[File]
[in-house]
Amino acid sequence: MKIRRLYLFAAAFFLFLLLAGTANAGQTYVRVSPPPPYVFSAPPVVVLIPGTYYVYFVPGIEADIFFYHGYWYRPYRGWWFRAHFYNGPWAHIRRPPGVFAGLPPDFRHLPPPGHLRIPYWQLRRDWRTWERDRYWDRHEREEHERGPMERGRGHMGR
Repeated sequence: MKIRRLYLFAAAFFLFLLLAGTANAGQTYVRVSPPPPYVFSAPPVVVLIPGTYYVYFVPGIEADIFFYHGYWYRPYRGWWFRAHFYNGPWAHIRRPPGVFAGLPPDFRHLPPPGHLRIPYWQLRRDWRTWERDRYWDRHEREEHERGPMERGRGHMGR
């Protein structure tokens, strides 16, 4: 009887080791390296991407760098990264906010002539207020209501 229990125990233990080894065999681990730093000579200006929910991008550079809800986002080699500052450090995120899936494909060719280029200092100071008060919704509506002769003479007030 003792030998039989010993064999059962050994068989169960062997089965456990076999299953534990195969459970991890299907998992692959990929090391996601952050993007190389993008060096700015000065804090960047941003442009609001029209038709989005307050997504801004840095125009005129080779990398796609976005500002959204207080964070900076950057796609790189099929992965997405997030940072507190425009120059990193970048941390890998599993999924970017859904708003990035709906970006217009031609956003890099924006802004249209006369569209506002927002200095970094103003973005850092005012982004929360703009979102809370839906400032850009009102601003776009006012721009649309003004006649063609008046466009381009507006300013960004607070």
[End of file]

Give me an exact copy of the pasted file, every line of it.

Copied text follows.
[in-house]
Amino acid sequence: MKIRRLYLFAAAFFLFLLLAGTANAGQTYVRVSPPPPYVFSAPPVVVLIPGTYYVYFVPGIEADIFFYHGYWYRPYRGWWFRAHFYNGPWAHIRRPPGVFAGLPPDFRHLPPPGHLRIPYWQLRRDWRTWERDRYWDRHEREEHERGPMERGRGHMGR
Repeated sequence: MKIRRLYLFAAAFFLFLLLAGTANAGQTYVRVSPPPPYVFSAPPVVVLIPGTYYVYFVPGIEADIFFYHGYWYRPYRGWWFRAHFYNGPWAHIRRPPGVFAGLPPDFRHLPPPGHLRIPYWQLRRDWRTWERDRYWDRHEREEHERGPMERGRGHMGR
């Protein structure tokens, strides 16, 4: 009887080791390296991407760098990264906010002539207020209501 229990125990233990080894065999681990730093000579200006929910991008550079809800986002080699500052450090995120899936494909060719280029200092100071008060919704509506002769003479007030 003792030998039989010993064999059962050994068989169960062997089965456990076999299953534990195969459970991890299907998992692959990929090391996601952050993007190389993008060096700015000065804090960047941003442009609001029209038709989005307050997504801004840095125009005129080779990398796609976005500002959204207080964070900076950057796609790189099929992965997405997030940072507190425009120059990193970048941390890998599993999924970017859904708003990035709906970006217009031609956003890099924006802004249209006369569209506002927002200095970094103003973005850092005012982004929360703009979102809370839906400032850009009102601003776009006012721009649309003004006649063609008046466009381009507006300013960004607070």